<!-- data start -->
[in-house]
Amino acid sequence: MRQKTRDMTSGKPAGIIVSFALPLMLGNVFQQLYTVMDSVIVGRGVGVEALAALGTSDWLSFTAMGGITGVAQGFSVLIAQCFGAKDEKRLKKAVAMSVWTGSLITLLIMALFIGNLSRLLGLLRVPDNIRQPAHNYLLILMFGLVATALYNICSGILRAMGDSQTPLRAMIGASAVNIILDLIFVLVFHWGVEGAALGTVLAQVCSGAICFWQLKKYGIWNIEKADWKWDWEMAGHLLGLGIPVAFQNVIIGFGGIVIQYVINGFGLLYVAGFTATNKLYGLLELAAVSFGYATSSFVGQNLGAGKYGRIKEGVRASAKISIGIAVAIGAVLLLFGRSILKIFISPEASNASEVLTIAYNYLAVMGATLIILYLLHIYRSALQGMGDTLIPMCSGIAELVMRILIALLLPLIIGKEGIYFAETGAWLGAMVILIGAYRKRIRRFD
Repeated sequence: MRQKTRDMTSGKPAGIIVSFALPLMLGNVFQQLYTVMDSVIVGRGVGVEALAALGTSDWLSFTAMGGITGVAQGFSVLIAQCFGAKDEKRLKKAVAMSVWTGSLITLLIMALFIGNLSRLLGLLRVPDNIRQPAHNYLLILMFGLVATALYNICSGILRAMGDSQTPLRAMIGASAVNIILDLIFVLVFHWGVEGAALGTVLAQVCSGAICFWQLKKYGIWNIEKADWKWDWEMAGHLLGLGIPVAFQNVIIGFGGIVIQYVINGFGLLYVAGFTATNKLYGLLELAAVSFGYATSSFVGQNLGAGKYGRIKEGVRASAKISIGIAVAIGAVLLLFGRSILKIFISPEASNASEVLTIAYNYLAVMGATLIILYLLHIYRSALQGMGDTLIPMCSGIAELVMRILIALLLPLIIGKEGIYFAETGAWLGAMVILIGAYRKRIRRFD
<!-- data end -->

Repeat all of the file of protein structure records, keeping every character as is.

[in-house]
Amino acid sequence: MRQKTRDMTSGKPAGIIVSFALPLMLGNVFQQLYTVMDSVIVGRGVGVEALAALGTSDWLSFTAMGGITGVAQGFSVLIAQCFGAKDEKRLKKAVAMSVWTGSLITLLIMALFIGNLSRLLGLLRVPDNIRQPAHNYLLILMFGLVATALYNICSGILRAMGDSQTPLRAMIGASAVNIILDLIFVLVFHWGVEGAALGTVLAQVCSGAICFWQLKKYGIWNIEKADWKWDWEMAGHLLGLGIPVAFQNVIIGFGGIVIQYVINGFGLLYVAGFTATNKLYGLLELAAVSFGYATSSFVGQNLGAGKYGRIKEGVRASAKISIGIAVAIGAVLLLFGRSILKIFISPEASNASEVLTIAYNYLAVMGATLIILYLLHIYRSALQGMGDTLIPMCSGIAELVMRILIALLLPLIIGKEGIYFAETGAWLGAMVILIGAYRKRIRRFD
Repeated sequence: MRQKTRDMTSGKPAGIIVSFALPLMLGNVFQQLYTVMDSVIVGRGVGVEALAALGTSDWLSFTAMGGITGVAQGFSVLIAQCFGAKDEKRLKKAVAMSVWTGSLITLLIMALFIGNLSRLLGLLRVPDNIRQPAHNYLLILMFGLVATALYNICSGILRAMGDSQTPLRAMIGASAVNIILDLIFVLVFHWGVEGAALGTVLAQVCSGAICFWQLKKYGIWNIEKADWKWDWEMAGHLLGLGIPVAFQNVIIGFGGIVIQYVINGFGLLYVAGFTATNKLYGLLELAAVSFGYATSSFVGQNLGAGKYGRIKEGVRASAKISIGIAVAIGAVLLLFGRSILKIFISPEASNASEVLTIAYNYLAVMGATLIILYLLHIYRSALQGMGDTLIPMCSGIAELVMRILIALLLPLIIGKEGIYFAETGAWLGAMVILIGAYRKRIRRFD